In a human study,2 researchers used magnetic resonance imaging to detect blood oxygenation-level-dependent (BOLD) responses in the ventral striatum to differences between rewards in subject pairs performing the same work under the same conditions for a money reward. The ventral striatum is an area of the brain engaged in the prediction and registration of reward via dopaminergic projections. As the authors suggest, understanding of how humans respond to unequal rewards has far-reaching economic implications, including the “design of optimal taxation and redistribution schemes” and “the optimal provision of incentives in firms.”

The authors tested the hypothesis that activity in the ventral striatum and the midbrain-prefrontal dopaminergic projections would increase with higher relative payments (e.g., a higher BOLD signal in subjects receiving more than their partner), and, in fact, that was what was observed. Moreover, the subjects reacted with a higher BOLD signal when large amounts of money were unequally paid, regardless of which of the subjects received more.

People are weird animals, and it is important to understand the basis for values that stem from neurobiological mechanisms evolved under conditions that may not reflect current conditions.

Punishment as a Form of Altruism

There have been a number of recent papers on the fact that humans are often willing to punish violators of social norms and defectors in cooperative activities even when they impose costs upon themselves. I think libertarians are less likely to engage in this type of activity, but it is widespread. One paper that reported on this phenomenon3 notes that “Costly punishment seems to be an altruistic act, given that individuals who contribute [to joint enterprises] but do not punish are better off than the punishers.”

They examined the punishment question by looking at a model of situations where individuals can decide whether to take part in a joint enterprise. The participants include defectors (aka free riders, who do not contribute but benefit from the contributions of others), cooperators (who contribute but do not punish), and punishers (who contribute, but also punish the defectors). However, in this model, the authors indicate that “in the absence of the option to abstain from the joint enterprise, punishers are often unable to invade, and the population is dominated by defectors. This means that if participation in the joint enterprise is voluntary, cooperation-enforcing behavior emerges. If participation is obligatory, then the defectors [free riders] are more likely to win.” Hopefully, this result has captured your attention, as it did mine!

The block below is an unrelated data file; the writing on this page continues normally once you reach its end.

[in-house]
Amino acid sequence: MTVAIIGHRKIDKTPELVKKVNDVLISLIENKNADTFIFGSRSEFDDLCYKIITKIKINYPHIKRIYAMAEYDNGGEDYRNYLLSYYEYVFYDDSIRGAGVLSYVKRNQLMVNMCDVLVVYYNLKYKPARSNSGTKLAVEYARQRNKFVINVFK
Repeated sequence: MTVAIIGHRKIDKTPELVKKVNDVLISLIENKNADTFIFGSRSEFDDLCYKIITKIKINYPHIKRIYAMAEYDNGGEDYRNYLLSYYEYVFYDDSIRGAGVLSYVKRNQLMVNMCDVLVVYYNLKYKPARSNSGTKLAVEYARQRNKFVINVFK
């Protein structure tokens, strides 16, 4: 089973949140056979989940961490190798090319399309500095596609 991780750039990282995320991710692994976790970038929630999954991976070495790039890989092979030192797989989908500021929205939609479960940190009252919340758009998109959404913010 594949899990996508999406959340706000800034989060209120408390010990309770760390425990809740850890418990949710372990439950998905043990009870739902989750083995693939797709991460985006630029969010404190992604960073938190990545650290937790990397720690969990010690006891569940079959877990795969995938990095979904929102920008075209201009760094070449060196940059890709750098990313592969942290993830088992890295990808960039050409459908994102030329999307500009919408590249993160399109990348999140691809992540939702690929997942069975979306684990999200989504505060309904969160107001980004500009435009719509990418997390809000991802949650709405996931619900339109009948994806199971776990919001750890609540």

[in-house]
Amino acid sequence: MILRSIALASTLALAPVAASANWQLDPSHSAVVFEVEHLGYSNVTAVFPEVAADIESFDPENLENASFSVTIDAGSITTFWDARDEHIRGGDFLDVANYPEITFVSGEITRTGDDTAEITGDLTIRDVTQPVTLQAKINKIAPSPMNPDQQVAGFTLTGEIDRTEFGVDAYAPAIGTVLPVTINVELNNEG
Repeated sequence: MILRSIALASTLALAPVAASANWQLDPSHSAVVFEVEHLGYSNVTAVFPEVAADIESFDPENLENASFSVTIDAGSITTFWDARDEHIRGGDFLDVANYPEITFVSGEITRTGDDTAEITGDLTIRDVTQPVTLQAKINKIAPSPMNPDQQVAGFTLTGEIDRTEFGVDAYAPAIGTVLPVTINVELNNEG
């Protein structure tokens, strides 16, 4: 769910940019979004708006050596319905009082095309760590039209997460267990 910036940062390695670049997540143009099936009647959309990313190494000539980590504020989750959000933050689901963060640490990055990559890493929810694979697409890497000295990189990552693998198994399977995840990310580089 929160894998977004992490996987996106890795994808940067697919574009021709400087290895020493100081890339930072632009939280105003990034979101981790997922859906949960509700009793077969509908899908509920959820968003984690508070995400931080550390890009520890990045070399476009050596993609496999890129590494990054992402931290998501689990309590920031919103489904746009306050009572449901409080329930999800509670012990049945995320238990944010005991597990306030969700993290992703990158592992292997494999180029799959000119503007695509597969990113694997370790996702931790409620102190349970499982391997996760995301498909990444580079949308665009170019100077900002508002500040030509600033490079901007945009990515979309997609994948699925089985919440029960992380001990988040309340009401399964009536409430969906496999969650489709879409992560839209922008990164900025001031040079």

One of the most widely studied models of punishment behavior is the ultimatum game, in which a player has the option of keeping an amount of money or offering to a partner player any portion of the money; the partner can then accept or reject the offer. If the partner rejects the offer, both individuals get nothing. Unequal distributions (usually less than a 60:40 split) are considered “unfair,” and most such offers are rejected in Western societies (though not in all societies). Rejecting an offer of money because it is “unfair” is costly to the individual the offer is made to and is a type of punishment behavior. It seems dumb because some money is better than no money, but that is the way most people react to an “unfair” offer. Incidentally, another recent paper4 estimated, using an ultimatum game played for money by pairs of identical twins, that greater than 40% of the variation in subjects’ rejection behavior is explained by additive genetic effects.

Predicting Political Elections from Rapid Exposures to Candidates’ Faces

I finish this edition of “The Search for the Libertarian Brain” by reporting a mind-boggling new paper on decision-making in elections.5

Researchers showed participants (120 Princeton University undergraduates, who were paid $5) faces of candidates for gubernatorial elections. (If any participant recognized a face, that datum was not included.) They were asked to make a rapid decision on which of two individuals (the winner and runner-up) was more competent on the basis of their faces. Predictions were as accurate after a 100-ms exposure to the faces as after 250 ms and even after unlimited exposure. The researchers compared competence judgments collected before the election of 2006 and found that they predicted 68.6% of the outcome of the gubernatorial races and 72.4% of the Senate races! The results were independent of the incumbency status of the candidates.

References

  1. van Wolkenten et al. Inequity responses of monkeys modified by effort. Proc Natl Acad Sci USA 104(47):18854-9 (2007).
  2. Fliessbach et al. Social comparison affects reward-related brain activity in the human striatum. Science 318:1305-8 (2007).
  3. Hauert et al. Via freedom to coercion: the emergence of costly punishment. Science 316:1905-7 (2007).
  4. Wallace et al. Heritability of ultimatum game responder behavior. Proc Natl Acad Sci USA 104(40):15631-4 (2007).
  5. Ballew and Todorov. Predicting political elections from rapid and unreflective face judgments. Proc Natl Acad Sci USA 104(46):17948-53 (2007).